In our very first live episode and the finale of season one, we talk with Nickole Brown about “totem objects,” literary code-switching, permission to return to one’s roots, and her special relationship with her grandmother who “might not be like your grandmother.” If Nickole’s poems drove, they would own a Prius with faux leopard-skin covered seats.

“I realized I had to go back to where I came from in order to find my voice. When I did, it was this mother tongue. It was my grandmother. It was my mama. It was then that the accent that I had to lose, I had to return to in order to speak my own poems.”

Re\VERB can also be heard on iTunes, Spotify, and Audioboom, or anywhere you listen to podcasts.

Guest Bio

Nickole Brown's first collection, Sister, a novel-in-poems, was first published in 2007 by Red Hen Press and a new edition was reissued by Sibling Rivalry Press in October 2018. Her second book, a biography-in-poems called Fanny Says, came out from BOA Editions in 2015. She was an Assistant Professor at the University of Arkansas at Little Rock for four years until she gave up her beloved time in the classroom in hope of writing full time. She lives with her wife, poet Jessica Jacobs, in Asheville, NC, where she volunteers at a four different animal sanctuaries.


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Ciona Rouse is a poet and author of Vantablack (Third Man Books, 2017). Rouse is poetry editor of the literary journal Wordpeace and cohost of the Re/Verb podcast from Third Man Books. Her work can be found in Native Magazine, Gabby Journal, Matter: a journal of political poetry and commentary and Talking River. In addition to curating many poetry experiences and workshops in Nashville, she also collaborates with various artists to create multi-disciplinary performances, including the show The Longest Night with saxophonist Jeff Coffin and composer Jason Shelton at Oz Arts, the Blair House Collective with musician and poet Adia Victoria and poet Caroline Randall Williams and Nick Cave: Feat with the visual artist Nick Cave for the Frist Art Museum, which was a performance at the Schermmerhorn Symphony Center in 2018, which was recognized as the year's best poetry performance in the Nashville Scene.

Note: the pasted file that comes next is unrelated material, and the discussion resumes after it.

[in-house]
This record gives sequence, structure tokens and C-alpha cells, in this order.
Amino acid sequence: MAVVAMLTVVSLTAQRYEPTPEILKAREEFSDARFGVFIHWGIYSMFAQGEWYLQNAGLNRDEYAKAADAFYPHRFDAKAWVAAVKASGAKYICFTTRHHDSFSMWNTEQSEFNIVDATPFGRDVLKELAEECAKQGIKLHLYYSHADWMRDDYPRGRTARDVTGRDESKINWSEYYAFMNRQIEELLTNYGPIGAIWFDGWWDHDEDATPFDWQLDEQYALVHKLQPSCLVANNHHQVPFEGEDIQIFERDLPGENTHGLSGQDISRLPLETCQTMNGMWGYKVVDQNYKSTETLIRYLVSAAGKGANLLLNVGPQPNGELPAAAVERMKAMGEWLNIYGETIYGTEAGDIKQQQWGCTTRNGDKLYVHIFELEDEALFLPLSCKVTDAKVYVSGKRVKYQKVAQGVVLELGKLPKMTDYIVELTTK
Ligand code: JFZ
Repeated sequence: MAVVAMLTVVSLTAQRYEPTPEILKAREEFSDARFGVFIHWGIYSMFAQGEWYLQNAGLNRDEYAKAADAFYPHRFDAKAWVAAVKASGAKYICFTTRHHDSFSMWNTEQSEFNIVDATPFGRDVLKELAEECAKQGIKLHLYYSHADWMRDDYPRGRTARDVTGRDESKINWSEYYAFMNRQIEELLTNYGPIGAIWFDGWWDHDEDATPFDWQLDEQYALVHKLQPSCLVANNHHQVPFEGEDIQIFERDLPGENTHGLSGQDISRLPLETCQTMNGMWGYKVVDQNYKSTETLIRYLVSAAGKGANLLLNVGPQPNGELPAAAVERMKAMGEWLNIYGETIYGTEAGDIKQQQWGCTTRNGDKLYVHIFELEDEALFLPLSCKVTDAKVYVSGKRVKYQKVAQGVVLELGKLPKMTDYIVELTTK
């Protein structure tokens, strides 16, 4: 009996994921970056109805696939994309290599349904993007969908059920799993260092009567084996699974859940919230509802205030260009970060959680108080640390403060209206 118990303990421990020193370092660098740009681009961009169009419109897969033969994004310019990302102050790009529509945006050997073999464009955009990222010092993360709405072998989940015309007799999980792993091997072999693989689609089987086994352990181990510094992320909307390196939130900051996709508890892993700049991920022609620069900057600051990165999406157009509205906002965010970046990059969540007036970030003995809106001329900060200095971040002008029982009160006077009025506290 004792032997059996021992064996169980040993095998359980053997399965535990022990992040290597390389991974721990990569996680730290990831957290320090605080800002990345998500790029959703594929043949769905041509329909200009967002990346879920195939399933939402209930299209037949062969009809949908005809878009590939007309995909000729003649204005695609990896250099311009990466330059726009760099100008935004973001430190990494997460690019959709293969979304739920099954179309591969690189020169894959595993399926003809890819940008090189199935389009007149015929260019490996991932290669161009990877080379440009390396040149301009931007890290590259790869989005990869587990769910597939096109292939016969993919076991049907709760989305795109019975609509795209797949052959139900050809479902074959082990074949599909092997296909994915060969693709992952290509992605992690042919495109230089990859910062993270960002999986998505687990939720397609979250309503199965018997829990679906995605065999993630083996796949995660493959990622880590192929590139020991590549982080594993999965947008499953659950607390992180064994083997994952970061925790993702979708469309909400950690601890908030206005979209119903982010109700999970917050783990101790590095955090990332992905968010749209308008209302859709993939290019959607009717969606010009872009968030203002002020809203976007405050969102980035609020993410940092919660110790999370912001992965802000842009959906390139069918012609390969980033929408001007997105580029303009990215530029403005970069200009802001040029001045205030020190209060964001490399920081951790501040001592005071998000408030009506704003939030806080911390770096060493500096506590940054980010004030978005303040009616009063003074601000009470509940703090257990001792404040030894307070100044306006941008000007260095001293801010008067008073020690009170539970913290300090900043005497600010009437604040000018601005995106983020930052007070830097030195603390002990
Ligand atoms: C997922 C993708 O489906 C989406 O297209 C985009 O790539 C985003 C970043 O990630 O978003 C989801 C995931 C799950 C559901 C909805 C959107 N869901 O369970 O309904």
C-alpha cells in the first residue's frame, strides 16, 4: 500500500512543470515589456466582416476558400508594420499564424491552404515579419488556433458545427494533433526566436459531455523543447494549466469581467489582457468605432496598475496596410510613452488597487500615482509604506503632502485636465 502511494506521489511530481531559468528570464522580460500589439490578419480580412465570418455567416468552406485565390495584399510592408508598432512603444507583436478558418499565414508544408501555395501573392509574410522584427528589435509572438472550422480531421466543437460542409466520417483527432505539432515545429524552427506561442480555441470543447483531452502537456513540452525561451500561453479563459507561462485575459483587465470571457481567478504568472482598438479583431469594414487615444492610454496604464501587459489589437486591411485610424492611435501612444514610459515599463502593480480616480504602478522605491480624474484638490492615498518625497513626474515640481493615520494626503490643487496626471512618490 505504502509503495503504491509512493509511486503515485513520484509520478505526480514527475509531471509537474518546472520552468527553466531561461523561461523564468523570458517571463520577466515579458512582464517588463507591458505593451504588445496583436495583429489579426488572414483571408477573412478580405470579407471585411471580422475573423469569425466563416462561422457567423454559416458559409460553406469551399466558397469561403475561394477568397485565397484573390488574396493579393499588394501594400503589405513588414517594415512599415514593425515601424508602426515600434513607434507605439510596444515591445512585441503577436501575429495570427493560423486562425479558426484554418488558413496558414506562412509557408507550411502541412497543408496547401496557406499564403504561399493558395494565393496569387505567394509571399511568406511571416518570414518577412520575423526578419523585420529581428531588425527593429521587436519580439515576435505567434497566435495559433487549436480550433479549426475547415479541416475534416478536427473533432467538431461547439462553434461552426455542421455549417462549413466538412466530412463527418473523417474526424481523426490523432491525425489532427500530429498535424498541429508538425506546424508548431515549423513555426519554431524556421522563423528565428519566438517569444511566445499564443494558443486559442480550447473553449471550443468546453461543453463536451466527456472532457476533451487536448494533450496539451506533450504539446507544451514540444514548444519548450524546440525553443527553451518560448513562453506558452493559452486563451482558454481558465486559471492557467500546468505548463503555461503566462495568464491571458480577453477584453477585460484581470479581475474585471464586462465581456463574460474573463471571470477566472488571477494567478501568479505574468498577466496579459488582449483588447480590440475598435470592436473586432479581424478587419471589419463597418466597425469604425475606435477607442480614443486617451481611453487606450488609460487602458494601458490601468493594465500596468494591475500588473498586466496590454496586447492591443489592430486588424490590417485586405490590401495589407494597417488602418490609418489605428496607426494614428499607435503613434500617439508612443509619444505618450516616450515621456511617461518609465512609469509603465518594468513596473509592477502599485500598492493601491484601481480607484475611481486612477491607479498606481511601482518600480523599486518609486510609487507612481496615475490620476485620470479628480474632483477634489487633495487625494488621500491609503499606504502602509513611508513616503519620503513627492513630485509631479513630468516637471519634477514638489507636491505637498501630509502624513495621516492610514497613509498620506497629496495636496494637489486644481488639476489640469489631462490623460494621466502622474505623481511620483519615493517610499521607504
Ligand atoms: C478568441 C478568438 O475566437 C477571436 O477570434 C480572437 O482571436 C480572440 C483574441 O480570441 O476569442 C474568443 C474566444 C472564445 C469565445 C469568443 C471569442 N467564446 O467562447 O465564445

Kendra DeColo's most recent book of poems, My Dinner with Ron Jeremy, is availalbe from Third Man Books (August 2016). Her first book Thieves in the Afterlife(Saturnalia Books, 2014), was selected by Yusef Komunyakaa for the 2013 Saturnalia Books Poetry Prize and named “Favorite Nashville Poetry Book of 2014” by the Nashville Scene. Her poems have appeared or are forthcoming in Gulf Coast, Ninth Letter, Indiana Review, Copper Nickel, Verse Daily, Third Man Books' Language Lessons Vol. I, and elsewhere. She has received awards and fellowships from the MacDowell Colony, the Bread Loaf Writers Conference, the Millay Colony, and the Tennessee Arts Commission. She is book editor at Muzzle Magazine and guest teaches poetry at Sarah Lawrence College. She lives in Nashville, Tennessee.

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